Egg industry leaders from around the globe met in Paris in April for the International Egg Commission (IEC) conference. Over 320 people attended the three day conference, discussing the latest issues and legislation affecting the industry.

The theme of the conference, the IEC’s first of 2010, was The Next Decade, and one of the resounding messages, which many of the speakers referred to, was the rising global population, and the role that the egg industry can play in helping to meet the world food challenge.

World food challenge

Delegates learned that figures produced by the Food and Agriculture Organisation, show that the global population will increase by 2.5 billion people, to 9.1 billion by 2050. The Food and Agriculture Organisation already estimates that 1 billion people worldwide are underfed and undernourished; therefore the dilemma facing food producers is: How can the world produce sufficient food to feed an additional 2.5 billion people, as well as the billion people who are already not getting enough to eat?

Tom Hebert, a government affairs specialist who works closely with the US Department of Agriculture, told delegates that the solution to the world food challenge was eggs. He urged the industry to make its voice heard at a ministerial level, showing the nutritional value of eggs, their affordability and their low carbon footprint.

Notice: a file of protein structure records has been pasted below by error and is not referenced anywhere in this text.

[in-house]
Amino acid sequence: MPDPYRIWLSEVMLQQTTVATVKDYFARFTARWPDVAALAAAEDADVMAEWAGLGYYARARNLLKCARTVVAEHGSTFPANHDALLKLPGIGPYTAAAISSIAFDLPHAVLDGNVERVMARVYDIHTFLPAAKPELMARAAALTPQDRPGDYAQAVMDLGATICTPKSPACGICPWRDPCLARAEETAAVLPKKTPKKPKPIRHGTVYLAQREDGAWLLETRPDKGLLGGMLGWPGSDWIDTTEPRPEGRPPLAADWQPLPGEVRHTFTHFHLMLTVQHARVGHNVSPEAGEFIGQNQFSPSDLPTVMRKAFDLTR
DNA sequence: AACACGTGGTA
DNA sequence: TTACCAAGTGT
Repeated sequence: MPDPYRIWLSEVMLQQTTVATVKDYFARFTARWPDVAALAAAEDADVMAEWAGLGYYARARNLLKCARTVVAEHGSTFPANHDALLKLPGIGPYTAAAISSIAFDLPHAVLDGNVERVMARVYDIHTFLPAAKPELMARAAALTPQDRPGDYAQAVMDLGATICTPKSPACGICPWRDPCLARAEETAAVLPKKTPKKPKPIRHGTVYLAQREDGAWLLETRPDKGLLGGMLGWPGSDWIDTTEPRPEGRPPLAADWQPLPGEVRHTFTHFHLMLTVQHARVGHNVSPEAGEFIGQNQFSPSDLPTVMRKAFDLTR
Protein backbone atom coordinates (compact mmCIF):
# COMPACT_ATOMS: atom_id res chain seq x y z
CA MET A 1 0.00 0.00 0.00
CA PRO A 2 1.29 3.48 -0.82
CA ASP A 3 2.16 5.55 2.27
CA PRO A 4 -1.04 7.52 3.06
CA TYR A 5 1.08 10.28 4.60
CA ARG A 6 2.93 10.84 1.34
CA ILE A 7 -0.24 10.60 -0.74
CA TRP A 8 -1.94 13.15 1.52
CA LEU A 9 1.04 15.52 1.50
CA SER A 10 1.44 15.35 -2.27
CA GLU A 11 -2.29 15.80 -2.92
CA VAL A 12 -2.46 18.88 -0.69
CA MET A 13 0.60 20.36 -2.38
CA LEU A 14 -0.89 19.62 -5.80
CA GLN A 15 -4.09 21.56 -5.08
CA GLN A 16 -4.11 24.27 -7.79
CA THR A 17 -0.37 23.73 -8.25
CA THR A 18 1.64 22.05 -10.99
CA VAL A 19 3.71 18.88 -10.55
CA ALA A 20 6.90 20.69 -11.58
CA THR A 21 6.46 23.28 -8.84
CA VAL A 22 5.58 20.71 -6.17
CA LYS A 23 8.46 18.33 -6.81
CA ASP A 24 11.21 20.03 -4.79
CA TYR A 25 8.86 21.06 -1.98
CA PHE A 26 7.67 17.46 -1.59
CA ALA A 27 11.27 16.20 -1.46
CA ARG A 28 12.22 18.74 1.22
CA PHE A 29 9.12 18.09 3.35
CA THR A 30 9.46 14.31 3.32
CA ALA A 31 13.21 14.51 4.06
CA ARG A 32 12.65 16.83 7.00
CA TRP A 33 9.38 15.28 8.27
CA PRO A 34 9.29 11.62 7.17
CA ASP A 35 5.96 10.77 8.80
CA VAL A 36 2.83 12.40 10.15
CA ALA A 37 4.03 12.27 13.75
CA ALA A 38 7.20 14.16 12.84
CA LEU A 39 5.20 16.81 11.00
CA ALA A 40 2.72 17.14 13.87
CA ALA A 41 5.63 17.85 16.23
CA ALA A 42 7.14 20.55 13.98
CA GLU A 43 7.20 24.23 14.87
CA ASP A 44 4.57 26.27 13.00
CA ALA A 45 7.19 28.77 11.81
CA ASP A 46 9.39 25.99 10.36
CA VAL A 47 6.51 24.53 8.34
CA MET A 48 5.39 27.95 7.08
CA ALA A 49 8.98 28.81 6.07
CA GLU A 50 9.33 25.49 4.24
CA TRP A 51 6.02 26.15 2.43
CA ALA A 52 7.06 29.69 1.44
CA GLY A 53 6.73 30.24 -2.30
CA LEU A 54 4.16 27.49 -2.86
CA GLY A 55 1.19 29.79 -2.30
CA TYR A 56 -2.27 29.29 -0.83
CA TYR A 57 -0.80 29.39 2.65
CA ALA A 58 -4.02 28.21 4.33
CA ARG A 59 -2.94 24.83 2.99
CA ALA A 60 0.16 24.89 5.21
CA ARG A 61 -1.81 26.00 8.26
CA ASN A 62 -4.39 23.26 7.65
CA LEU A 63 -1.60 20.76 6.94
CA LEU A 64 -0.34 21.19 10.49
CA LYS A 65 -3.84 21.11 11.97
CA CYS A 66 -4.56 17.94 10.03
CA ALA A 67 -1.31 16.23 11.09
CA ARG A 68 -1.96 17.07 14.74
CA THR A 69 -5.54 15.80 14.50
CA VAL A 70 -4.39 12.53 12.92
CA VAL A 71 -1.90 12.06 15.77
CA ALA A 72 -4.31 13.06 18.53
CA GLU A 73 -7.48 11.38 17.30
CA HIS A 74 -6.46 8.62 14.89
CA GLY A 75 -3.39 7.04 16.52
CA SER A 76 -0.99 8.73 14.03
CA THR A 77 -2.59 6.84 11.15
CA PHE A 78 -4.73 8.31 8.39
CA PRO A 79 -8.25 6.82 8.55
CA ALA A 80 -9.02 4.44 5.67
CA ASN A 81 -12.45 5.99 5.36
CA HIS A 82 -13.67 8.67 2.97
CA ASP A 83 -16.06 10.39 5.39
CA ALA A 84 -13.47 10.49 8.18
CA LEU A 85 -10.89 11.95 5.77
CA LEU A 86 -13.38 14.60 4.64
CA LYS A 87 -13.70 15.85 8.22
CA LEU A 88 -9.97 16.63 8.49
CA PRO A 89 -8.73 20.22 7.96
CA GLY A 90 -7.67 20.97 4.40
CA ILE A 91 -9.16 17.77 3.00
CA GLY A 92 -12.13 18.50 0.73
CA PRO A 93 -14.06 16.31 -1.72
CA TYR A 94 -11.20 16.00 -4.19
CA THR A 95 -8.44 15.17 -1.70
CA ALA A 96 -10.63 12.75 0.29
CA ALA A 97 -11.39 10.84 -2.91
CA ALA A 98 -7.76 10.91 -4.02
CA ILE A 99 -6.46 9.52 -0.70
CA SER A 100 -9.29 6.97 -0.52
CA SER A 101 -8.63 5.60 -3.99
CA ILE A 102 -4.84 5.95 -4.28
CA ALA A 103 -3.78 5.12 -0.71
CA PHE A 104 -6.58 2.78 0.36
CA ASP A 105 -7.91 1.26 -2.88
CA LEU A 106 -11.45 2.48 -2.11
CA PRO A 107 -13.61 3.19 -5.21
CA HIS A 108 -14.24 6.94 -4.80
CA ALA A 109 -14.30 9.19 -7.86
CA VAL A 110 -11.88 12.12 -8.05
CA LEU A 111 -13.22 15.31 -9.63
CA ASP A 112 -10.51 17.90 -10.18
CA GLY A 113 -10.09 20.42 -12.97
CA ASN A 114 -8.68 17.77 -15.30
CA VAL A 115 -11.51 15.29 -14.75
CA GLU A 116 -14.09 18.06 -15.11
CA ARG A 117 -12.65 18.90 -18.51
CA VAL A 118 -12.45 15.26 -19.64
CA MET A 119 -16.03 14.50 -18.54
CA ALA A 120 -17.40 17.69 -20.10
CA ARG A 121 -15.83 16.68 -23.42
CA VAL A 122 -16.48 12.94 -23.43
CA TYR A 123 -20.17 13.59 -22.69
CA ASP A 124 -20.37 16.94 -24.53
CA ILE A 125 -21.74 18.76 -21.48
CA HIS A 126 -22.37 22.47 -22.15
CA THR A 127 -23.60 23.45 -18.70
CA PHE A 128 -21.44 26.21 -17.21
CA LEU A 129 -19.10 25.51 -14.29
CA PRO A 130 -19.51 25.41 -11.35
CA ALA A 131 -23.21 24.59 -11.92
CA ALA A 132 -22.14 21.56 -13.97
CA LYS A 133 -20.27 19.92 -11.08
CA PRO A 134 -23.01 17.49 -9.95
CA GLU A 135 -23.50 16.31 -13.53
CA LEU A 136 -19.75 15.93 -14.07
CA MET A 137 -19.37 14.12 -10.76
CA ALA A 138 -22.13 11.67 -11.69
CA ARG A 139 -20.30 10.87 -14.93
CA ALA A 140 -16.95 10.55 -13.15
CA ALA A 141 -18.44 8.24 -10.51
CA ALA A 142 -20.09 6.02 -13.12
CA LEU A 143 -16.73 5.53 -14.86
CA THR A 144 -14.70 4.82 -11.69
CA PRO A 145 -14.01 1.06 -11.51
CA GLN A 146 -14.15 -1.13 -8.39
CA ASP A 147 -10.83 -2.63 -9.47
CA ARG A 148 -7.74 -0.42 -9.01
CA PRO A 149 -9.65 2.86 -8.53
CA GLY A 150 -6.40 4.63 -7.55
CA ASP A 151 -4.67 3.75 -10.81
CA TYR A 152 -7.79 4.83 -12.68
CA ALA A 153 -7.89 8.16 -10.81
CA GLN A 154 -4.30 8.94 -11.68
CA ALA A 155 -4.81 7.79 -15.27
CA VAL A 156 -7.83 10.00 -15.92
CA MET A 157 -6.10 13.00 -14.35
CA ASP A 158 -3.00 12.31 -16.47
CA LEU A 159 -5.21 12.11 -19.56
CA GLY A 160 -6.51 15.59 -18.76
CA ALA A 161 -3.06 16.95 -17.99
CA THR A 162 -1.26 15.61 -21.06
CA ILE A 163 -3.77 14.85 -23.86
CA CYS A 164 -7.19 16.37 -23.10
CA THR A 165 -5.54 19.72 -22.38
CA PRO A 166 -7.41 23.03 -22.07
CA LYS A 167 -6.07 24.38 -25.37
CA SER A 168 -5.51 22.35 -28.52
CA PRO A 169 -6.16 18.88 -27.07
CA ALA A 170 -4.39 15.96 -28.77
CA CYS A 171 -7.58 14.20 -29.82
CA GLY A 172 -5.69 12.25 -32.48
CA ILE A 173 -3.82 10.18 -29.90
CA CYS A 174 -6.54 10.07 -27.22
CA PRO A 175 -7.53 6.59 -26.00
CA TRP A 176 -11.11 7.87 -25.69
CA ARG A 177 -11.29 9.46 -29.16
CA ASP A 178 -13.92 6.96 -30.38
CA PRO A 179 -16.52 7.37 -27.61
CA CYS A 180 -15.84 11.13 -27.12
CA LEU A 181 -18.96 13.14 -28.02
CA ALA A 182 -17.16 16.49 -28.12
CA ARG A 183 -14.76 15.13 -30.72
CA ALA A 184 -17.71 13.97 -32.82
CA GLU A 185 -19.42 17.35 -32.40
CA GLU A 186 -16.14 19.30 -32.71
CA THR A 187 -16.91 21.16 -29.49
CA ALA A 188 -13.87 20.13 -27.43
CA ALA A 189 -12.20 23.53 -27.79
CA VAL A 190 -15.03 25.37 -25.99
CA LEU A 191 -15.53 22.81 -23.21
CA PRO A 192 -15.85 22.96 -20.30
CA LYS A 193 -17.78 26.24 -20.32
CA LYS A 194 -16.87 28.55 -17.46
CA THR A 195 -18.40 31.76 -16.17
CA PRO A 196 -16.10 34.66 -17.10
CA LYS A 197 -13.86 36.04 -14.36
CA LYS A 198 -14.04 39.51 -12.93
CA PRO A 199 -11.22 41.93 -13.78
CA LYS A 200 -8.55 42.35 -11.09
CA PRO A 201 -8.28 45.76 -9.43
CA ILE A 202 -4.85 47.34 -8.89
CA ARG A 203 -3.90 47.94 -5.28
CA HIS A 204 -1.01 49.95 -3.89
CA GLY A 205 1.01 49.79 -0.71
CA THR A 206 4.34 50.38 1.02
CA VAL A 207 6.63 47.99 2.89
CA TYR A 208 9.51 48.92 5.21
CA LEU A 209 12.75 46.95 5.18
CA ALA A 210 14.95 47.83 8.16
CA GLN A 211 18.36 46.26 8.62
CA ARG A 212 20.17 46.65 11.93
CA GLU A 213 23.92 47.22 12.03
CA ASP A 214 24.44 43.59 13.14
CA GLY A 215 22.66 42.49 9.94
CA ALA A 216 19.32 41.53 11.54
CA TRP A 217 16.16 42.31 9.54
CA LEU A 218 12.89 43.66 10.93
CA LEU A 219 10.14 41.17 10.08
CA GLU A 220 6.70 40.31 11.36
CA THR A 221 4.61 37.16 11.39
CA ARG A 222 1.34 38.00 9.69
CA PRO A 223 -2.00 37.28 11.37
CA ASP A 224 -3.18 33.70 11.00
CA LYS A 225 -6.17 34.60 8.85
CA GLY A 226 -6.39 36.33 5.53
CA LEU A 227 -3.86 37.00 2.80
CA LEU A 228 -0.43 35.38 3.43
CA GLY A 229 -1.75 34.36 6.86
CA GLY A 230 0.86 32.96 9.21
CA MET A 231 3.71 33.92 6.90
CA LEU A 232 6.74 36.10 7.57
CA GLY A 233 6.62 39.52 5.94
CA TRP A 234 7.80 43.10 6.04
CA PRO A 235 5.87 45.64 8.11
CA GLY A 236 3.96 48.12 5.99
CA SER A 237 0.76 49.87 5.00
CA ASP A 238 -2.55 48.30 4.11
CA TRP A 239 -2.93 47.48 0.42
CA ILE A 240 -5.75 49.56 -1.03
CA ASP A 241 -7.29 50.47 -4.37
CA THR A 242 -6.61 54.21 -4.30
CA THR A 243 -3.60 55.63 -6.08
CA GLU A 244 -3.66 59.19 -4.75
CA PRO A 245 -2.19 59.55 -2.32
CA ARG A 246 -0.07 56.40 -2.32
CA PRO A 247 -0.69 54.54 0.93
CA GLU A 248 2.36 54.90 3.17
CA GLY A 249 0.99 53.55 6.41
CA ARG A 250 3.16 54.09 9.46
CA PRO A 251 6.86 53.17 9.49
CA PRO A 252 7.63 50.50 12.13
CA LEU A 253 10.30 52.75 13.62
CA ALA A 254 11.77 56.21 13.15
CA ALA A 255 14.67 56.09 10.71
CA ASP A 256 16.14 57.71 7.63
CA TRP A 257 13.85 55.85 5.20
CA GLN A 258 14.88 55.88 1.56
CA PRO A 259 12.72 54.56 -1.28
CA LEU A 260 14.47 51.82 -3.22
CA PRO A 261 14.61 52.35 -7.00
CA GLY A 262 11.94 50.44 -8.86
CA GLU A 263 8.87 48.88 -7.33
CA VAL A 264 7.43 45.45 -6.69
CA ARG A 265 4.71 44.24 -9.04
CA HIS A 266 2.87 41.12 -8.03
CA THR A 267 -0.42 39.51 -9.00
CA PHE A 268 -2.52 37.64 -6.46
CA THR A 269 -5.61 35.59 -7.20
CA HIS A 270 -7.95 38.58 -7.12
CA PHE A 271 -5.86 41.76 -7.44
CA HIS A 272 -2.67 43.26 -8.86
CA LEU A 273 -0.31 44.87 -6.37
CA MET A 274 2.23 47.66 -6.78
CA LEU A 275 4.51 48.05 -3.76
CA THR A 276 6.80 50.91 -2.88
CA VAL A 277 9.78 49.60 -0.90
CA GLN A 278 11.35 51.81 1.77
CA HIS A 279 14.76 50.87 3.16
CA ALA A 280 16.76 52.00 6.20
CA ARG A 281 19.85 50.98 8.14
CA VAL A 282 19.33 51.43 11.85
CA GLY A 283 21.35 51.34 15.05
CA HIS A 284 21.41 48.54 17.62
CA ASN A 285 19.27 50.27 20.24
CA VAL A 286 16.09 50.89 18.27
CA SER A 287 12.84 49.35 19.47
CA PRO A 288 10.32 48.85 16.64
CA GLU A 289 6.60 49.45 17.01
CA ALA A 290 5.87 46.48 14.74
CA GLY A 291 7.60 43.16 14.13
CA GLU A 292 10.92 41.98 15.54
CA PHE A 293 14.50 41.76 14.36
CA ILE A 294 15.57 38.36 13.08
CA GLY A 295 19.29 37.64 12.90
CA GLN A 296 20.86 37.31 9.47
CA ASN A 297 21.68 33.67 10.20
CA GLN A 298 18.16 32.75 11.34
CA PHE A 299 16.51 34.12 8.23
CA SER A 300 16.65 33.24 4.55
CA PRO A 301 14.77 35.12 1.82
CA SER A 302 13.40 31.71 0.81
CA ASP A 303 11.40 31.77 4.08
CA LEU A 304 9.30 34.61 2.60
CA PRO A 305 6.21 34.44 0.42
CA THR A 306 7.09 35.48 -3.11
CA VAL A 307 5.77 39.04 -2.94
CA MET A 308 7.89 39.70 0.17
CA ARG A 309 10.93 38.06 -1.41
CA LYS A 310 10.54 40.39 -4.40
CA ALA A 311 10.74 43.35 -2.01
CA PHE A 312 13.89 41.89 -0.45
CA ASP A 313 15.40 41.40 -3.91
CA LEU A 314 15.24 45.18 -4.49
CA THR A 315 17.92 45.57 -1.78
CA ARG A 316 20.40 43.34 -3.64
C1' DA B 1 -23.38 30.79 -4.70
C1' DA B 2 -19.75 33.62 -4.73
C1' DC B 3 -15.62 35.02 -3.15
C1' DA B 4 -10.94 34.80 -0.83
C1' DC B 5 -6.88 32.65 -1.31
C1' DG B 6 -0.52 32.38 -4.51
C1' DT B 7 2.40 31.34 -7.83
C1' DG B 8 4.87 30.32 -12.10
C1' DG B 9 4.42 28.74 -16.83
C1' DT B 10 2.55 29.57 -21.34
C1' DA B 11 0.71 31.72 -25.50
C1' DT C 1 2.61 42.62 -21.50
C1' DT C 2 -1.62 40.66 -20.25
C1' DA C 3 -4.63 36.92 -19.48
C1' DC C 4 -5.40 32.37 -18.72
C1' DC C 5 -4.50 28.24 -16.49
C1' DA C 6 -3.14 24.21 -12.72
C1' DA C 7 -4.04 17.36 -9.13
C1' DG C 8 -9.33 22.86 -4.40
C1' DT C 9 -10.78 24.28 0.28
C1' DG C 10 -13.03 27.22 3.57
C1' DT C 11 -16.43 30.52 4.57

Carbon Footprint

The carbon footprint of the egg industry was another key topic at the event. Dr Imke de Boer, an associate professor at Wageningen University in the Netherlands, shared the findings of a recent study into the egg industry’s carbon footprint.

Dr de Boer showed that of the four main egg production systems; cage, barn, free-range and organic, the cage system has the lowest carbon footprint. When calculating carbon footprint, Dr de Boer’s study factored in the entire life-cycle of egg production, taking into consideration the feed process, the rearing of pullets, transportation requirements, as well as the actual egg farm production methods. Egg production has a lower carbon footprint than beef and pork production and, within the egg industry, barn and free-range systems have the highest carbon footprint, and cage production the lowest.

Nutritious and high quality protein

During the conference, delegates also learned more about the exceptional health benefits of eggs from Dr Don McNamara.

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He explained that eggs are highly nutritious, and an excellent source of high quality protein, containing the essential vitamins and minerals required for a healthy diet.

Dr McNamara discussed recent research studies which show that eating eggs helps people to lose weight, by making them feel fuller for longer, and that eggs can also reduce the risk of breast cancer, age related eye disease and muscle loss.

As well as being a highly nutritious food, packed with health benefits, eggs are one of the most affordable sources of protein.

Dr Bernard Vallat, director general of the World Organisation for Animal Health (OIE), told delegates that by 2030, due to the rise in the global population, and the increasing wealth of those in developing countries, there will be a 50% increase in the global demand for animal protein products, such as eggs.

The next IEC conference will be held in September in Prague.